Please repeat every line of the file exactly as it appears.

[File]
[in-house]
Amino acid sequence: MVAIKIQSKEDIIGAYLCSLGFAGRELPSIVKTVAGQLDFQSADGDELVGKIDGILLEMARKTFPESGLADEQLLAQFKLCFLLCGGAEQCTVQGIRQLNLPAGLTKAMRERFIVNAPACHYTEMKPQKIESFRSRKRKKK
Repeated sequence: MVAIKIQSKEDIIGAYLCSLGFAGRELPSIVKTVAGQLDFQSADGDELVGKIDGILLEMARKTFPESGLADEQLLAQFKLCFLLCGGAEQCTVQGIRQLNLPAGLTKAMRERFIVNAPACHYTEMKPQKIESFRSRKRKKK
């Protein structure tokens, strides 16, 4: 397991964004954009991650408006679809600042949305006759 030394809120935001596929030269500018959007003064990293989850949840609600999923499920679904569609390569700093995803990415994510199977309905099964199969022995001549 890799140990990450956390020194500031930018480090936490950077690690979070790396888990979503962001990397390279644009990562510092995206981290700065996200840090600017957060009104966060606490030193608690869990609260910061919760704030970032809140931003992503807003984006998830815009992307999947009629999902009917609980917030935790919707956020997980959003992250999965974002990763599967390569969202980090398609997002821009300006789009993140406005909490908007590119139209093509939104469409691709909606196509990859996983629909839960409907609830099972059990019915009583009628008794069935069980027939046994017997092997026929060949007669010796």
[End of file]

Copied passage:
[in-house]
Amino acid sequence: MVAIKIQSKEDIIGAYLCSLGFAGRELPSIVKTVAGQLDFQSADGDELVGKIDGILLEMARKTFPESGLADEQLLAQFKLCFLLCGGAEQCTVQGIRQLNLPAGLTKAMRERFIVNAPACHYTEMKPQKIESFRSRKRKKK
Repeated sequence: MVAIKIQSKEDIIGAYLCSLGFAGRELPSIVKTVAGQLDFQSADGDELVGKIDGILLEMARKTFPESGLADEQLLAQFKLCFLLCGGAEQCTVQGIRQLNLPAGLTKAMRERFIVNAPACHYTEMKPQKIESFRSRKRKKK
């Protein structure tokens, strides 16, 4: 397991964004954009991650408006679809600042949305006759 030394809120935001596929030269500018959007003064990293989850949840609600999923499920679904569609390569700093995803990415994510199977309905099964199969022995001549 890799140990990450956390020194500031930018480090936490950077690690979070790396888990979503962001990397390279644009990562510092995206981290700065996200840090600017957060009104966060606490030193608690869990609260910061919760704030970032809140931003992503807003984006998830815009992307999947009629999902009917609980917030935790919707956020997980959003992250999965974002990763599967390569969202980090398609997002821009300006789009993140406005909490908007590119139209093509939104469409691709909606196509990859996983629909839960409907609830099972059990019915009583009628008794069935069980027939046994017997092997026929060949007669010796």